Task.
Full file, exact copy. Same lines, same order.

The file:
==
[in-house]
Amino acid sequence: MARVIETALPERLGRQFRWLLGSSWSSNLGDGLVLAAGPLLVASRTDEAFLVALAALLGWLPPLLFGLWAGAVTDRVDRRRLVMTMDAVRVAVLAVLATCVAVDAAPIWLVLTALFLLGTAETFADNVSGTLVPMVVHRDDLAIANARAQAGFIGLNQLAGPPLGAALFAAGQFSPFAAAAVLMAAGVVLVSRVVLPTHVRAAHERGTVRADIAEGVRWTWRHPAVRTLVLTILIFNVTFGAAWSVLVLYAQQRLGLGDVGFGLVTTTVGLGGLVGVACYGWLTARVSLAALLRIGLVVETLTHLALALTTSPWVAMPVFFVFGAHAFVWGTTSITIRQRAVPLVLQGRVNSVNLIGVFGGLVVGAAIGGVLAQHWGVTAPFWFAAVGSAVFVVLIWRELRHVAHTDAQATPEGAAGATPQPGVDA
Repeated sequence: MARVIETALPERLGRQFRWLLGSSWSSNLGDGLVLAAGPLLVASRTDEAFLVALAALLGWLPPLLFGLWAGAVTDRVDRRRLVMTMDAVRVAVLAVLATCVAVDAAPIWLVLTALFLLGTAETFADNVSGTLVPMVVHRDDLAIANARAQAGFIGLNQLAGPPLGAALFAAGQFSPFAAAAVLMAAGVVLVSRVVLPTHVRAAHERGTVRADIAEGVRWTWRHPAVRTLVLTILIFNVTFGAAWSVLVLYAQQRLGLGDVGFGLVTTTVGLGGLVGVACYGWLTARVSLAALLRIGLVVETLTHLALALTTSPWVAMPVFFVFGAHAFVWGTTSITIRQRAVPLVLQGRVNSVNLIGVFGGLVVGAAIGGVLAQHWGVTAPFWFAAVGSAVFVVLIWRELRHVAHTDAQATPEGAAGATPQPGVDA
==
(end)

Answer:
[in-house]
Amino acid sequence: MARVIETALPERLGRQFRWLLGSSWSSNLGDGLVLAAGPLLVASRTDEAFLVALAALLGWLPPLLFGLWAGAVTDRVDRRRLVMTMDAVRVAVLAVLATCVAVDAAPIWLVLTALFLLGTAETFADNVSGTLVPMVVHRDDLAIANARAQAGFIGLNQLAGPPLGAALFAAGQFSPFAAAAVLMAAGVVLVSRVVLPTHVRAAHERGTVRADIAEGVRWTWRHPAVRTLVLTILIFNVTFGAAWSVLVLYAQQRLGLGDVGFGLVTTTVGLGGLVGVACYGWLTARVSLAALLRIGLVVETLTHLALALTTSPWVAMPVFFVFGAHAFVWGTTSITIRQRAVPLVLQGRVNSVNLIGVFGGLVVGAAIGGVLAQHWGVTAPFWFAAVGSAVFVVLIWRELRHVAHTDAQATPEGAAGATPQPGVDA
Repeated sequence: MARVIETALPERLGRQFRWLLGSSWSSNLGDGLVLAAGPLLVASRTDEAFLVALAALLGWLPPLLFGLWAGAVTDRVDRRRLVMTMDAVRVAVLAVLATCVAVDAAPIWLVLTALFLLGTAETFADNVSGTLVPMVVHRDDLAIANARAQAGFIGLNQLAGPPLGAALFAAGQFSPFAAAAVLMAAGVVLVSRVVLPTHVRAAHERGTVRADIAEGVRWTWRHPAVRTLVLTILIFNVTFGAAWSVLVLYAQQRLGLGDVGFGLVTTTVGLGGLVGVACYGWLTARVSLAALLRIGLVVETLTHLALALTTSPWVAMPVFFVFGAHAFVWGTTSITIRQRAVPLVLQGRVNSVNLIGVFGGLVVGAAIGGVLAQHWGVTAPFWFAAVGSAVFVVLIWRELRHVAHTDAQATPEGAAGATPQPGVDA